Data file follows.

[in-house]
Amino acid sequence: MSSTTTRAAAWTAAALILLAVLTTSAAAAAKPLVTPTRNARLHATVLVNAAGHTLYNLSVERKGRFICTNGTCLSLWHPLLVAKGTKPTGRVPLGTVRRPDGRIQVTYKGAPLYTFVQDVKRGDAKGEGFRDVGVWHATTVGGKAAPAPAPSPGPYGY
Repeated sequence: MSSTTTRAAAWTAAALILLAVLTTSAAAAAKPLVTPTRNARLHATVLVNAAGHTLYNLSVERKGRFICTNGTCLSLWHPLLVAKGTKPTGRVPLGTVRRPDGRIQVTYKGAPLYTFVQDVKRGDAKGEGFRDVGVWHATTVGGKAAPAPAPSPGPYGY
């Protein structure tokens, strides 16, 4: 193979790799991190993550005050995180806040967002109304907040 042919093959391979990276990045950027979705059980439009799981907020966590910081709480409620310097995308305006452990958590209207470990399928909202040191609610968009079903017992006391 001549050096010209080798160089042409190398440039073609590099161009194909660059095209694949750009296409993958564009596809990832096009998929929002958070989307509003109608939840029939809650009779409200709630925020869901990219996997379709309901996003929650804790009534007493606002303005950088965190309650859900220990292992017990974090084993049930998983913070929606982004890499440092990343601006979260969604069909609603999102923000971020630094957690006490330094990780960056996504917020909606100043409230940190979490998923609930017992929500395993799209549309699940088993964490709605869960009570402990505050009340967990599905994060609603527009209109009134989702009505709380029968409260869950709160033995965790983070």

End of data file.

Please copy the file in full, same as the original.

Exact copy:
[in-house]
Amino acid sequence: MSSTTTRAAAWTAAALILLAVLTTSAAAAAKPLVTPTRNARLHATVLVNAAGHTLYNLSVERKGRFICTNGTCLSLWHPLLVAKGTKPTGRVPLGTVRRPDGRIQVTYKGAPLYTFVQDVKRGDAKGEGFRDVGVWHATTVGGKAAPAPAPSPGPYGY
Repeated sequence: MSSTTTRAAAWTAAALILLAVLTTSAAAAAKPLVTPTRNARLHATVLVNAAGHTLYNLSVERKGRFICTNGTCLSLWHPLLVAKGTKPTGRVPLGTVRRPDGRIQVTYKGAPLYTFVQDVKRGDAKGEGFRDVGVWHATTVGGKAAPAPAPSPGPYGY
């Protein structure tokens, strides 16, 4: 193979790799991190993550005050995180806040967002109304907040 042919093959391979990276990045950027979705059980439009799981907020966590910081709480409620310097995308305006452990958590209207470990399928909202040191609610968009079903017992006391 001549050096010209080798160089042409190398440039073609590099161009194909660059095209694949750009296409993958564009596809990832096009998929929002958070989307509003109608939840029939809650009779409200709630925020869901990219996997379709309901996003929650804790009534007493606002303005950088965190309650859900220990292992017990974090084993049930998983913070929606982004890499440092990343601006979260969604069909609603999102923000971020630094957690006490330094990780960056996504917020909606100043409230940190979490998923609930017992929500395993799209549309699940088993964490709605869960009570402990505050009340967990599905994060609603527009209109009134989702009505709380029968409260869950709160033995965790983070």